It’s Sunday morning here in Rome and the church bells are chiming. We woke this morning to our second earthquake in a couple days; a good sign that it’s time to go home. But what an amazing 5 weeks it’s been with students and new friends, lots of amazing meals and wine, and days to wander unknown streets looking for light, lines, and moments. When I get home we’ll announce the 2017 dates and details for the Italian Mentor Series for those of you who’ve been clamouring to get in or didn’t get a spot this year.
I also wanted to mention, because I’ve had a couple questions about it, that I’m splitting some of my blogging attention between my personal blog and the Craft & Vision Blog. Right now that’s where I’m putting the articles that are how-to driven, like:
Using Contrast for Stronger Images
Starting Your Next Personal Project
Four Ways to Make Stronger Travel Photographs
Four Ways to Tell Stronger Stories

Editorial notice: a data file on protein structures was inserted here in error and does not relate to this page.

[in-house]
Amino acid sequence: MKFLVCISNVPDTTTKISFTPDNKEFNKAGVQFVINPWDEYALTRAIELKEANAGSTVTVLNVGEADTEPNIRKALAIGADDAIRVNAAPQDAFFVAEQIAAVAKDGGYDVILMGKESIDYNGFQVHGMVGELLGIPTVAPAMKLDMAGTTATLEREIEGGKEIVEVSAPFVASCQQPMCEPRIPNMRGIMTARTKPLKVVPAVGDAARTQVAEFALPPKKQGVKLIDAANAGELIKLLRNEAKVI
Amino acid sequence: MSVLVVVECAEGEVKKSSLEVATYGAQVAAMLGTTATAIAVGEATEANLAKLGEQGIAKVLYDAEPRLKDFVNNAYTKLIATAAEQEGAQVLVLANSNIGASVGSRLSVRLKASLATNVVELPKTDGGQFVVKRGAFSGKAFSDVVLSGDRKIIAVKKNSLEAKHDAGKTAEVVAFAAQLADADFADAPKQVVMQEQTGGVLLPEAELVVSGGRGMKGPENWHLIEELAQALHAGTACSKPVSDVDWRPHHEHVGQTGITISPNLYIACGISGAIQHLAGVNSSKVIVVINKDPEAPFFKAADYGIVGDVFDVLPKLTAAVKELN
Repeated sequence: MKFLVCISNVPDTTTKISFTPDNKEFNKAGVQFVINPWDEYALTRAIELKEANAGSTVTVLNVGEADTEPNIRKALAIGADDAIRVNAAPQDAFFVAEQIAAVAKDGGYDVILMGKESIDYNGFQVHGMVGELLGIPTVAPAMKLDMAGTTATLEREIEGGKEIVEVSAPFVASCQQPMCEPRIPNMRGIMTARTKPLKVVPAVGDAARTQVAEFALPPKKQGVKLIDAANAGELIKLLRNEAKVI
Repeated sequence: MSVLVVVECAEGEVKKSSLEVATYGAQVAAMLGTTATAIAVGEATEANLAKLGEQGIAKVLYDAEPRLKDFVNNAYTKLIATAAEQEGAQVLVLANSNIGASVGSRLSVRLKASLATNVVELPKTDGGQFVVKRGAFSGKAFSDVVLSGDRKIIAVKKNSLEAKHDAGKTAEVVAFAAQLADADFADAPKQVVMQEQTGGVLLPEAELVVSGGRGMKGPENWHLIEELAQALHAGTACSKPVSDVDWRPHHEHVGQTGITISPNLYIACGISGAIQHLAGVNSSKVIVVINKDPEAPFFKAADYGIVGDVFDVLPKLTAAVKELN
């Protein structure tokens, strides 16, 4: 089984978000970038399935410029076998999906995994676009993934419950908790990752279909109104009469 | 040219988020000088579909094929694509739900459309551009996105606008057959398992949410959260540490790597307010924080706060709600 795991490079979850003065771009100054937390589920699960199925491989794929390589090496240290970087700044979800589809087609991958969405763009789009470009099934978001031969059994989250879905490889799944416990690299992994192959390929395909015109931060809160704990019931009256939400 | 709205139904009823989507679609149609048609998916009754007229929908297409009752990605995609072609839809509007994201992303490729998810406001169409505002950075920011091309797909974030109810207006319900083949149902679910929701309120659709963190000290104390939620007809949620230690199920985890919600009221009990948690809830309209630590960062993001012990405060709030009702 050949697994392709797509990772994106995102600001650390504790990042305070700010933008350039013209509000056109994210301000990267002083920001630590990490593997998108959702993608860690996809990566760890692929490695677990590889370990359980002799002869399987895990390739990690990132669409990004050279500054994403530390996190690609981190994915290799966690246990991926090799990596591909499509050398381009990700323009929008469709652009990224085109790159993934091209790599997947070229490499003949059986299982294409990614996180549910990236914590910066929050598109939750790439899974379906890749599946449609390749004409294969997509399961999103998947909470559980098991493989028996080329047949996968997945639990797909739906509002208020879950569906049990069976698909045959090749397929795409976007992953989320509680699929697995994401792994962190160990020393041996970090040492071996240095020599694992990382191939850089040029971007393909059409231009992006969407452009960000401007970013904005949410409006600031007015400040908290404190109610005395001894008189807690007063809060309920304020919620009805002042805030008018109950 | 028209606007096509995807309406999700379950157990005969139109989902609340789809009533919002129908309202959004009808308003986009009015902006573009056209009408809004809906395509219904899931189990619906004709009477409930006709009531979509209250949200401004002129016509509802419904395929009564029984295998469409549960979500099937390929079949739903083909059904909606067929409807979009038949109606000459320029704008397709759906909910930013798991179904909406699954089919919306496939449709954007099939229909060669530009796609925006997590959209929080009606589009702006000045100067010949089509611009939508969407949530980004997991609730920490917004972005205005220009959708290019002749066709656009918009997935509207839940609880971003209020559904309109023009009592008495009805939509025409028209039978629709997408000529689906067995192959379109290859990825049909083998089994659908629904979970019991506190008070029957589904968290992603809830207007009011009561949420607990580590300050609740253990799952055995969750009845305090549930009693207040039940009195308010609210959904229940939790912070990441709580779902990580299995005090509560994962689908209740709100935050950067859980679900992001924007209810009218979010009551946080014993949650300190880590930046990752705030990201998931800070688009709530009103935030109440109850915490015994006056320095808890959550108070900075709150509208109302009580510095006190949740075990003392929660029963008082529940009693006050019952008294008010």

You’ll also find great articles from other Craft & Vision authors and our In Conversation series highlighting inspiring photographers and their work. Check the entire C&V blog out here.
The photos are beautiful. It have a certain vibe into it that captures eyes and hearts at the same time. I love how it doesn’t seem scripted, overly-dramatic and unnatural, looking at the photos makes you feel like you are actually there and you’re experiencing Rome like a tourist. I love how it also have a dynamic of feelings that one can feel; happiness, sadness, loneliness and wonderlust. I absolutely love all of these photos, it doesn’t just scream beauty to me but it demands to be felt and I think that’s the best thing about it. Good Job to you!
I really love these images, David. The vibrant colours, the deep blacks and the reflective surfaces. I also think they are playing with some early memories of me, but I don’t yet know which ones ☺️
Great photos, I love Rome 🙂
Not sure if you intended it so, but these latest images from Rome and Italy feel a little introspective, a little lonely to me.
Thanks, Alvin. Certainly there was an intended sense of solitude. Whether it’s read as loneliness or not is probably a little out of my control, but it pleases me that sense of introspection and solitude came through. Thank you.
It was great to meet you and work with you and the other photographers at the Rome workshop. An amazing and inspiring journey.
The photos here are great, and really capture the soul of Rome.